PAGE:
After joining Ravelry in 2009, Countess Ablaze found a hobby that led to a career in selling yarn. But the Countess said when the platform overhauled its site on June 16, the new design caused her to have a seizure. She calls the redesign a “nightmare” for autistic people to look at.
“I suspect for me it was the glaring white, sensory overload of a lot of colours, flickering and high contrast black lines,” the Countess wrote on her blog. “I can’t speculate anymore than this and now I’ve had one seizure (I’ve been seizure free since Nov 2018) I’m at higher risk for another.”
The Countess was unable to speak with the Daily Dot due to health reasons.
But she isn’t alone. At least eight Ravelry users say they’ve had seizures from the site’s design. Many more say they’ve had severe migraines or vertigo from the moving graphics and stark color contrasts, according to multiple posts on Instagram and Twitter, where people are using the hashtag #ravelryaccessibility.
The redesign has been met with widespread criticism and allegations that the platform didn’t test for standards of accessibility before its unveiling. Ravelry did not return multiple requests for comment from the Daily Dot but posted updates on its site addressing the issue, which were met with further criticism from users.
What is Ravelry?
Ravelry is a social networking site for fiber arts like knitting and crocheting. The site was founded in 2007 and has 9 million registered users, with 1 million of those active monthly, according to Ravelry’s self-reported statistics.
Ravelry hosts forums about fiber arts and functions as a marketplace for users to sell patterns. In February, Ravelry reported almost $2 million in sales for creators.
The site is “the online center of the knitting world,” according to Vox, and is managed by a team of six people. Last summer, Ravelry made a splash in mainstream headlines after banning content that supported President Donald Trump.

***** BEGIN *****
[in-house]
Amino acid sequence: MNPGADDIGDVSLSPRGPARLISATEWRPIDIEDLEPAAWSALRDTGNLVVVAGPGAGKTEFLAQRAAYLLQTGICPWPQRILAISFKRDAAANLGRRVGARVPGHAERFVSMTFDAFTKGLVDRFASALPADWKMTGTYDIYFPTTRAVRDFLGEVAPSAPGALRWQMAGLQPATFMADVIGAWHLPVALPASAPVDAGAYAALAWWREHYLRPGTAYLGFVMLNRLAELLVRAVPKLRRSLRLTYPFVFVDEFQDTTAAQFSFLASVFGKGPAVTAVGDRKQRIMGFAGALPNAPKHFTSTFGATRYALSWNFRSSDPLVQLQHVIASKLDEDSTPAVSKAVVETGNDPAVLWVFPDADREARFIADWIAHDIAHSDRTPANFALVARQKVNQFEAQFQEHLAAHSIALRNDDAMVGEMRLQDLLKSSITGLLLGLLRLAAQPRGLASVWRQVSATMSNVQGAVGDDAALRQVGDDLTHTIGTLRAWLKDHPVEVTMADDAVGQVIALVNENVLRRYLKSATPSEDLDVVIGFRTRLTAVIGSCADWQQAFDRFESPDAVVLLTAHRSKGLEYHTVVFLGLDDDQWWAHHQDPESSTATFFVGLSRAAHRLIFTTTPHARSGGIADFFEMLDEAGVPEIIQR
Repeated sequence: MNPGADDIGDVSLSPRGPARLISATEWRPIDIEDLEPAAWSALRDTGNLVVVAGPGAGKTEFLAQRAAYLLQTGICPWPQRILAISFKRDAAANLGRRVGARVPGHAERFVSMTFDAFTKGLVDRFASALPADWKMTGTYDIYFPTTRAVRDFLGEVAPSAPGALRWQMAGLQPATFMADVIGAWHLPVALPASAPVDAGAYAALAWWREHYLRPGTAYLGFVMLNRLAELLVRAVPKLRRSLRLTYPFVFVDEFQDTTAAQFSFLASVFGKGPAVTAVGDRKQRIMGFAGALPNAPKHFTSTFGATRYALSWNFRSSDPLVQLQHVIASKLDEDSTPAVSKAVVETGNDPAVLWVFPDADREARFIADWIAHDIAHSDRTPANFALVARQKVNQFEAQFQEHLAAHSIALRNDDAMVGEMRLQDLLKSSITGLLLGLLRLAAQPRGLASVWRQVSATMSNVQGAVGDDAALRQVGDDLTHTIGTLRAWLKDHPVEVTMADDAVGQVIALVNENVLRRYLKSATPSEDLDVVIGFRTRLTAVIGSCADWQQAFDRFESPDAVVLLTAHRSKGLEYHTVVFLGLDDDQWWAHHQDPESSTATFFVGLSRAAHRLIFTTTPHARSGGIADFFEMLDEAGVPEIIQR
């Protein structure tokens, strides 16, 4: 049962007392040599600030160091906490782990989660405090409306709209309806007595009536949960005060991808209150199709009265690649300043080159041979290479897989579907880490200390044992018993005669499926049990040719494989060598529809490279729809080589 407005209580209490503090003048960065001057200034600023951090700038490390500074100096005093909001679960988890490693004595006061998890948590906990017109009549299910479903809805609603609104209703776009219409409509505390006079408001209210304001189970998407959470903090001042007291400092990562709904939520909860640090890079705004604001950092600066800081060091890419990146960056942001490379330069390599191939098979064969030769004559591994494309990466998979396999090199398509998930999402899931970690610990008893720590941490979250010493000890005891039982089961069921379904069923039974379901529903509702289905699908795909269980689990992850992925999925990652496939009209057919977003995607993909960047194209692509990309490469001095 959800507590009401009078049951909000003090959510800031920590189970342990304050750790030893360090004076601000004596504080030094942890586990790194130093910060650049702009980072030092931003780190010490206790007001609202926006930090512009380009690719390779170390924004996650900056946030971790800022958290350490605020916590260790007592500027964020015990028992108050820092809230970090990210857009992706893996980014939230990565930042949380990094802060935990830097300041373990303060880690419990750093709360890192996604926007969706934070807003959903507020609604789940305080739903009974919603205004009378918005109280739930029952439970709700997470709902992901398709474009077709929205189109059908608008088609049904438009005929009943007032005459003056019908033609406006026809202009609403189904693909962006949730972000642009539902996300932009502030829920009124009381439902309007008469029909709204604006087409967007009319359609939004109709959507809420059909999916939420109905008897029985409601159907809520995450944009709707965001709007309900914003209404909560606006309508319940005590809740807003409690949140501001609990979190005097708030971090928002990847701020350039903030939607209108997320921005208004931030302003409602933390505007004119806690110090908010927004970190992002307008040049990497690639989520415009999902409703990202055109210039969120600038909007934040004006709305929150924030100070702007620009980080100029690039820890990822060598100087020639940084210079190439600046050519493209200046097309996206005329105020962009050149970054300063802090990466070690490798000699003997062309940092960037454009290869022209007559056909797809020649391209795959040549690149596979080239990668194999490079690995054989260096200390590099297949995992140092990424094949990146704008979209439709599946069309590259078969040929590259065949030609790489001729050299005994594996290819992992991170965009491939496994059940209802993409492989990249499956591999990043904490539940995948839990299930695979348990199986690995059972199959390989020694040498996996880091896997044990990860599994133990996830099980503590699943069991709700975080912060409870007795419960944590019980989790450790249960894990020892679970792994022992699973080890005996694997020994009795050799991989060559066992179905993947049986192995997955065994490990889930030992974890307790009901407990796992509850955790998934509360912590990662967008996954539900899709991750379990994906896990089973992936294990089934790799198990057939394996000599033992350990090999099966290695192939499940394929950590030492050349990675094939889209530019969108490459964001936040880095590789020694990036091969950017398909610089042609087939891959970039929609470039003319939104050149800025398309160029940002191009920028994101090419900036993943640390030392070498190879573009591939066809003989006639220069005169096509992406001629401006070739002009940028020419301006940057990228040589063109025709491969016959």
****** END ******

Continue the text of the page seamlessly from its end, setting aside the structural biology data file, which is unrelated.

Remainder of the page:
The website accessibility conundrum
While Ravelry users and other disabled activists maintain that internet accessibility is a right, the vague laws surrounding website accessibility may prevent Ravelry from facing legal repercussions.
Within the court system, websites are commonly referred to as “places of public accommodation,” according to a Medium post by Kris Rivenburgh, an attorney and web accessibility consultant. This means websites are required to be accessible under Title III of the Americans with Disabilities Act.
A set of standards called the Web Content Accessibility Guidelines is widely used by courts to determine if a website is accessible. But there aren’t any explicit laws detailing what accessibility for websites means in practice—despite users’ increased risk of seizures or other physical reactions when the guidelines aren’t followed.
This means it can be more difficult for businesses to be held legally liable, and the process to accountability doesn’t start until someone sues.
“The more commercial in nature your website is, the more you become open season for serial ADA lawsuit filers,” Rivenburgh wrote.
Humans of Ravelry speak out
Armed with social media and Ravelry forums, users are sharing their own experiences and speaking up against the redesign.
“In February, I was a human of ravelry,” @ktb38, who has used the site for 13 years, posted on Instagram. “In June, I’m not able to use the website without pain.”
Ravelry user Sylvie J. created a petition on June 27 asking Ravelry to hire an accessibility expert so users can access the site safely. As of the time of publishing, the petition had over 1,000 signatures.
“I and many others want to be part of the Ravelry story, we want to belong. We have loved it and want to live it again,” Sylvie wrote in the petition.